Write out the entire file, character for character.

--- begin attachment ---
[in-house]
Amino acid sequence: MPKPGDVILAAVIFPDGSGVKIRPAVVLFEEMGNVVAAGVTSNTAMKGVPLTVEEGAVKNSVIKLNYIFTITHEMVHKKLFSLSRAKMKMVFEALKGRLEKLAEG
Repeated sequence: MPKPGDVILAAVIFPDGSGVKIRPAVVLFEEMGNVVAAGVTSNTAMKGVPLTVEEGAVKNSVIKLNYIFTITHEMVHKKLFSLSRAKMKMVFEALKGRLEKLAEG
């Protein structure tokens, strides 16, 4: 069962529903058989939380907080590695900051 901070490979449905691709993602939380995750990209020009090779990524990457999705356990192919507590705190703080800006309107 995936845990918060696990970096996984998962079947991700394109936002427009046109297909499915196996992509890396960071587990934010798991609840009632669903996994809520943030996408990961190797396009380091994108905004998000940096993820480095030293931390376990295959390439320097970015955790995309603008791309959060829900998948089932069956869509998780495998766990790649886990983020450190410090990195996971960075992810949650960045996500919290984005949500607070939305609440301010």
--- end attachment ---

[in-house]
Amino acid sequence: MPKPGDVILAAVIFPDGSGVKIRPAVVLFEEMGNVVAAGVTSNTAMKGVPLTVEEGAVKNSVIKLNYIFTITHEMVHKKLFSLSRAKMKMVFEALKGRLEKLAEG
Repeated sequence: MPKPGDVILAAVIFPDGSGVKIRPAVVLFEEMGNVVAAGVTSNTAMKGVPLTVEEGAVKNSVIKLNYIFTITHEMVHKKLFSLSRAKMKMVFEALKGRLEKLAEG
């Protein structure tokens, strides 16, 4: 069962529903058989939380907080590695900051 901070490979449905691709993602939380995750990209020009090779990524990457999705356990192919507590705190703080800006309107 995936845990918060696990970096996984998962079947991700394109936002427009046109297909499915196996992509890396960071587990934010798991609840009632669903996994809520943030996408990961190797396009380091994108905004998000940096993820480095030293931390376990295959390439320097970015955790995309603008791309959060829900998948089932069956869509998780495998766990790649886990983020450190410090990195996971960075992810949650960045996500919290984005949500607070939305609440301010």